Bioarchaeology International provides rigorous peer-reviewed publication of substantive articles in the growing field of bioarchaeology. This vibrant, interdisciplinary field of study cross-cuts biological anthropology, archaeology, and social theory to situate past peoples within their biological, cultural, and environmental circumstances. Bioarchaeology emphasizes not only the study of human remains but the integrative analysis and interpretation of their context, including the archaeological, socio-cultural and political milieu, and environmental setting. Bioarchaeologists use both state-of-the-art methodological innovation and theory to investigate a diversity of questions.
The goal of this journal is to publish research articles, brief reports, and invited commentary essays that are contextually and theoretically informed and explore the human condition and ways in which human remains and their funerary contexts can provide unique insight on variation, behavior and lifestyle of past people and communities. Submissions from around the globe using varying scales of analysis that focus on theoretical and methodological issues in the field are encouraged.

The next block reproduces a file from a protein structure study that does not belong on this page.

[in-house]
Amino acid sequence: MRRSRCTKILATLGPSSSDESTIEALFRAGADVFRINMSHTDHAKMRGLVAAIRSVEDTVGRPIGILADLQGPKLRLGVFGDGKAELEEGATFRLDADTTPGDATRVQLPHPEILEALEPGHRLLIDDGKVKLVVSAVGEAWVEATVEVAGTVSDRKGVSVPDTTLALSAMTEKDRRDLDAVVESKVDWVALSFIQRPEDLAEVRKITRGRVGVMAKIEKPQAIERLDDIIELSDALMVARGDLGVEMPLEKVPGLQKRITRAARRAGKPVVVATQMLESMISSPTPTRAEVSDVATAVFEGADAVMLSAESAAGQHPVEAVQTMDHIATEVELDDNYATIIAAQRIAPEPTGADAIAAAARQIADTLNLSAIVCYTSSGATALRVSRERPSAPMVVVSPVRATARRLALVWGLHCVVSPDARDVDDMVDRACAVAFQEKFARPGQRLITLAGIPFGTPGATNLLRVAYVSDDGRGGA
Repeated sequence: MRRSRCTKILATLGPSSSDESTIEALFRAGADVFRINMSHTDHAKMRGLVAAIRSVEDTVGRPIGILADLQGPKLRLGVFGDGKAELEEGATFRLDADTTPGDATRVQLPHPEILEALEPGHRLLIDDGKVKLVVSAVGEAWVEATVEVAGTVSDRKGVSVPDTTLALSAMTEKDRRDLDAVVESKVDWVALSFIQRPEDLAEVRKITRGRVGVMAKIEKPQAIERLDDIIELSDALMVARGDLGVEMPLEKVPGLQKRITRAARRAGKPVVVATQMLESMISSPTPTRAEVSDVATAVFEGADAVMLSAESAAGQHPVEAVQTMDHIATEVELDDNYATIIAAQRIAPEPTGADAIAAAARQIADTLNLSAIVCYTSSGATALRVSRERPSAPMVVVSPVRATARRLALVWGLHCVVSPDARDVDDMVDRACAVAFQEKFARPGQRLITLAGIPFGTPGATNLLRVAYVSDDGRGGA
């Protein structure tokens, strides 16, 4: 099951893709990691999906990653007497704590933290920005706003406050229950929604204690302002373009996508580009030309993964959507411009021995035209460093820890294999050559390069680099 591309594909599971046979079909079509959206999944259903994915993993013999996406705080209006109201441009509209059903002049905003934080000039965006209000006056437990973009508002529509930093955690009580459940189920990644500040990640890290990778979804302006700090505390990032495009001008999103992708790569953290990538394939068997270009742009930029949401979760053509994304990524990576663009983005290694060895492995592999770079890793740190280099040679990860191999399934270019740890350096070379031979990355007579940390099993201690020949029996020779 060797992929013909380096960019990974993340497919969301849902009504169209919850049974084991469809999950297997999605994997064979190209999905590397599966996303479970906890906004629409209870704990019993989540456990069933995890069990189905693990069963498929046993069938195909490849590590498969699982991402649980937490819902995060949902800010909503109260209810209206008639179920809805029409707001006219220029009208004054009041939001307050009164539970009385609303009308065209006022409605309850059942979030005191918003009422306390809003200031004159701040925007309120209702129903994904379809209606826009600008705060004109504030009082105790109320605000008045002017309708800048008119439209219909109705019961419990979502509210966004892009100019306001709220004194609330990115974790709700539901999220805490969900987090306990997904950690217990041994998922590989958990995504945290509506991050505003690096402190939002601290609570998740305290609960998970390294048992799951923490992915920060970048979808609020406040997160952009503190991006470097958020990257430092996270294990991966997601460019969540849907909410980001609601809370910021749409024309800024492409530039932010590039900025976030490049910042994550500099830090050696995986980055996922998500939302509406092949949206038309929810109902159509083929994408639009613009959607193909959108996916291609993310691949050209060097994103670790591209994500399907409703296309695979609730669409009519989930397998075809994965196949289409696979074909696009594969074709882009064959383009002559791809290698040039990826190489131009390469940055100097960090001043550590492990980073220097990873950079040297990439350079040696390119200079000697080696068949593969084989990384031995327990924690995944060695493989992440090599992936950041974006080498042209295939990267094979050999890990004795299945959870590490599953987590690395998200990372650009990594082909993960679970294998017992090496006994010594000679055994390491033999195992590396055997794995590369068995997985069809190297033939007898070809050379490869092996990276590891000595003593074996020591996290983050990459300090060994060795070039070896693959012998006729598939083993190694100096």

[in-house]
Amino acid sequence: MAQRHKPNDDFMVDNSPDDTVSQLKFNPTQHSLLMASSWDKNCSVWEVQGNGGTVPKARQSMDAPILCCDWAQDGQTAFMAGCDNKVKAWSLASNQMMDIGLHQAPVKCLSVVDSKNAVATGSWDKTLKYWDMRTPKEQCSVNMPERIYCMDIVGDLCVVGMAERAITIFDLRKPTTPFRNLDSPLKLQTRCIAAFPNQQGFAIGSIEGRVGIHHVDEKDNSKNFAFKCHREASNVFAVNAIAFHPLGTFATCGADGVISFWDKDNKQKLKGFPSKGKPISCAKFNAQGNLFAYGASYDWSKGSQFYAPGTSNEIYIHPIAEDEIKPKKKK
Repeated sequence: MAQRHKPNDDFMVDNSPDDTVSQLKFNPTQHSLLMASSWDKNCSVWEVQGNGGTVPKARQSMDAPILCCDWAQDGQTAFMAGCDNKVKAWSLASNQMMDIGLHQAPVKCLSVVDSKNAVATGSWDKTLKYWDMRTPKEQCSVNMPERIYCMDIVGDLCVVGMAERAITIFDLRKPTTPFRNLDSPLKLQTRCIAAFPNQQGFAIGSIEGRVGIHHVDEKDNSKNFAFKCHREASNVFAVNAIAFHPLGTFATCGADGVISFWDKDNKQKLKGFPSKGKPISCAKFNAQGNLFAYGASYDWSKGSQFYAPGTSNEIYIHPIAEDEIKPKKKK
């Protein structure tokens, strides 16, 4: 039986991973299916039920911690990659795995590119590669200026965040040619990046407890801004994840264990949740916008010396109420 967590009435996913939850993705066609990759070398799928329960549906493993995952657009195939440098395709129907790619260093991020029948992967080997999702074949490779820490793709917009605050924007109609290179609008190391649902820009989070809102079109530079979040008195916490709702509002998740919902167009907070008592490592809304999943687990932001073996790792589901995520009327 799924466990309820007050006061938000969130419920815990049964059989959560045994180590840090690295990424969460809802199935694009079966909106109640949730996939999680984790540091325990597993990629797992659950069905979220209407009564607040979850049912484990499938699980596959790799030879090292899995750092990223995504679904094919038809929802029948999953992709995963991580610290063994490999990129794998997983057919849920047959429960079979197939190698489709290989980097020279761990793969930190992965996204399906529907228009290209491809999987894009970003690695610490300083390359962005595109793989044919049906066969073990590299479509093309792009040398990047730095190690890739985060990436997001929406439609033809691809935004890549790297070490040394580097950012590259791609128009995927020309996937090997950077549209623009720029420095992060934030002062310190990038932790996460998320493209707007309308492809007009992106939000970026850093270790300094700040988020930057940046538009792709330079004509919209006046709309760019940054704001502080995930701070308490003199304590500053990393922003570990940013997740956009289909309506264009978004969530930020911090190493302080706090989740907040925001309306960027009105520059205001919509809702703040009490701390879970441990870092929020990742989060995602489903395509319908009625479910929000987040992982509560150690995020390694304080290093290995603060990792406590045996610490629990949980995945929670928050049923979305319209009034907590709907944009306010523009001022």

Bioarchaeology International is included in multiple indexes and databases, including Ebsco Academic Search Ultimate, Gale Academic OneFile, ProQuest Central, and ProQuest Social Science Database.
Vol. 7 No. 3 (2023)
Assessing the Impact of Holocene Climate Change on Bioavailable Strontium Within the Nile River Valley
Geochemical and Radiogenic Isotope Perspectives
The impact of the climate drying during the Holocene within the Nile River Valley System (NRVS) has been the focus of recent debate in the...
In this study, we investigate breastfeeding and weaning patterns using stable isotope analysis of multiple
tissues—deciduous and permanent...
The concept of intersectionality was developed by Black feminist scholars to explore how multiple identities of an individual interact with and...
Growing Old in the Industrial Age
Aging, Health, and Social Identity in Elderly Women (Eighteenth–Nineteenth Centuries A.D.)
The elderly have been neglected within bioarchaeological discourse, partly due to limitations in current osteological techniques for identifying...